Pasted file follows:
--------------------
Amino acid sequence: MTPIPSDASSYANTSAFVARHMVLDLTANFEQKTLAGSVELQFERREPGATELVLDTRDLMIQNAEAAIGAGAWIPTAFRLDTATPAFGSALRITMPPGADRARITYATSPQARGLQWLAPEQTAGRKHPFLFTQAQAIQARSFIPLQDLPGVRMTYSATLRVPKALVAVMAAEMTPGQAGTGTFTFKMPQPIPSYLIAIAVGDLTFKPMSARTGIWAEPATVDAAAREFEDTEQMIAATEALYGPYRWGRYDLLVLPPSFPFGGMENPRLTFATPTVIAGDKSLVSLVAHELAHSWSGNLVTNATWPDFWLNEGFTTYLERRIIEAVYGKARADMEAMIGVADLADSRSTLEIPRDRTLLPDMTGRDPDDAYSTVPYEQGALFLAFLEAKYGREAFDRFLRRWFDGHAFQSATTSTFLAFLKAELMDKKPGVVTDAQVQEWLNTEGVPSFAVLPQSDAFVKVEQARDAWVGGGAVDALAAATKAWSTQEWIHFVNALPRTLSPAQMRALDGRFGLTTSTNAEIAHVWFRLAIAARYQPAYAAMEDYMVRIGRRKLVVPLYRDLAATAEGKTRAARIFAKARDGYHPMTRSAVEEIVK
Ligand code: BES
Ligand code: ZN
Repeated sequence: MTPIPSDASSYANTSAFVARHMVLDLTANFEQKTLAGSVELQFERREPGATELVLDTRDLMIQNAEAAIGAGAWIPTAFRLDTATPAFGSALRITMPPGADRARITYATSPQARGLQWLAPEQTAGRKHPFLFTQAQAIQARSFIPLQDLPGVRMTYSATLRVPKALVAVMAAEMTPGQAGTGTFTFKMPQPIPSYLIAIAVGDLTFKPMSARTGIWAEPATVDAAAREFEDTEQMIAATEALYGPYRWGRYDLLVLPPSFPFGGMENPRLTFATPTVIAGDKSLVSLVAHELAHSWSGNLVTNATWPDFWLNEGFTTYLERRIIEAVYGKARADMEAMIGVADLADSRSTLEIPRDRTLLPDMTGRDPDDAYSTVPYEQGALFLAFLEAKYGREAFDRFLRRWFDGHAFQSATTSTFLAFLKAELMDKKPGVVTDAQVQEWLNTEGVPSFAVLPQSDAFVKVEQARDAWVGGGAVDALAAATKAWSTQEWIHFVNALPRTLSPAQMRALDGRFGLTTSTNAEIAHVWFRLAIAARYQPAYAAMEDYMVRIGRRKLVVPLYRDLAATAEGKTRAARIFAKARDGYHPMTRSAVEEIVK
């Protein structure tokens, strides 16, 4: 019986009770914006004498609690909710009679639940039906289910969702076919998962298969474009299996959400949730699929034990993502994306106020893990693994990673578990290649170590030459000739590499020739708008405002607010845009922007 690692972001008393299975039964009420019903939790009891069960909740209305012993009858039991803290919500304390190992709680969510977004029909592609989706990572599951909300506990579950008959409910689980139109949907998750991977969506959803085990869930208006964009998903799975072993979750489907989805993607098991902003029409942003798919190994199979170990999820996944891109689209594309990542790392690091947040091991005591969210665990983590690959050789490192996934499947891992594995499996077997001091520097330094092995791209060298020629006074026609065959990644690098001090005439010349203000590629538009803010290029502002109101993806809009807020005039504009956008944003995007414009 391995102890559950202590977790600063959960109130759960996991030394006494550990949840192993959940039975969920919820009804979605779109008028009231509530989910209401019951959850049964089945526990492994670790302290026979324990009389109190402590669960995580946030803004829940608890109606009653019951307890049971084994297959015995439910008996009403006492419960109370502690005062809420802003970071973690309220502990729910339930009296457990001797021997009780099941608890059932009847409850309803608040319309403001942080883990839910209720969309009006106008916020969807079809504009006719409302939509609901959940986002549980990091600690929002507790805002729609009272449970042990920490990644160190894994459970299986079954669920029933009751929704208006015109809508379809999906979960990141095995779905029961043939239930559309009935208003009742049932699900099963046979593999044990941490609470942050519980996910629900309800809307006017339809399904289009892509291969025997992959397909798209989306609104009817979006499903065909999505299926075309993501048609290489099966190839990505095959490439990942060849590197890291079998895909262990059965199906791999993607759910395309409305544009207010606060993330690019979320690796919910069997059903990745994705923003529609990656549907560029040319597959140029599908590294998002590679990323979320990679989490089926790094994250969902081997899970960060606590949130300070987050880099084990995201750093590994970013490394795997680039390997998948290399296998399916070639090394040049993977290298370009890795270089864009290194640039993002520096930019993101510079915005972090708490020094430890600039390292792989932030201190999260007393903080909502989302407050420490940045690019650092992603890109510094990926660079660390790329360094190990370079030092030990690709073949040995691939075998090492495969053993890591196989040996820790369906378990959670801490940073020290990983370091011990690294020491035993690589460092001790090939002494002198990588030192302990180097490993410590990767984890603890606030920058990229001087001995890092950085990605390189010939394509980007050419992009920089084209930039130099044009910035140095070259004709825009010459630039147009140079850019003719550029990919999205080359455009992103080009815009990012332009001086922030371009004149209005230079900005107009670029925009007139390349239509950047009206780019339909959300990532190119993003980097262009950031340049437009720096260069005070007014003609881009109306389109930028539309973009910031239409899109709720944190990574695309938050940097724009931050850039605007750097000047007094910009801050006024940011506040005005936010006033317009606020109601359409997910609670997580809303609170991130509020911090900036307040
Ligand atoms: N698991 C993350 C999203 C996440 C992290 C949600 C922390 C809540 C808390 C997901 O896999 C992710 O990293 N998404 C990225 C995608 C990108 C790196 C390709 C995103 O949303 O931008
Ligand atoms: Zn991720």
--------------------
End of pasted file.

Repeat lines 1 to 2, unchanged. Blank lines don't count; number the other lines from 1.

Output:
Amino acid sequence: MTPIPSDASSYANTSAFVARHMVLDLTANFEQKTLAGSVELQFERREPGATELVLDTRDLMIQNAEAAIGAGAWIPTAFRLDTATPAFGSALRITMPPGADRARITYATSPQARGLQWLAPEQTAGRKHPFLFTQAQAIQARSFIPLQDLPGVRMTYSATLRVPKALVAVMAAEMTPGQAGTGTFTFKMPQPIPSYLIAIAVGDLTFKPMSARTGIWAEPATVDAAAREFEDTEQMIAATEALYGPYRWGRYDLLVLPPSFPFGGMENPRLTFATPTVIAGDKSLVSLVAHELAHSWSGNLVTNATWPDFWLNEGFTTYLERRIIEAVYGKARADMEAMIGVADLADSRSTLEIPRDRTLLPDMTGRDPDDAYSTVPYEQGALFLAFLEAKYGREAFDRFLRRWFDGHAFQSATTSTFLAFLKAELMDKKPGVVTDAQVQEWLNTEGVPSFAVLPQSDAFVKVEQARDAWVGGGAVDALAAATKAWSTQEWIHFVNALPRTLSPAQMRALDGRFGLTTSTNAEIAHVWFRLAIAARYQPAYAAMEDYMVRIGRRKLVVPLYRDLAATAEGKTRAARIFAKARDGYHPMTRSAVEEIVK
Ligand code: BES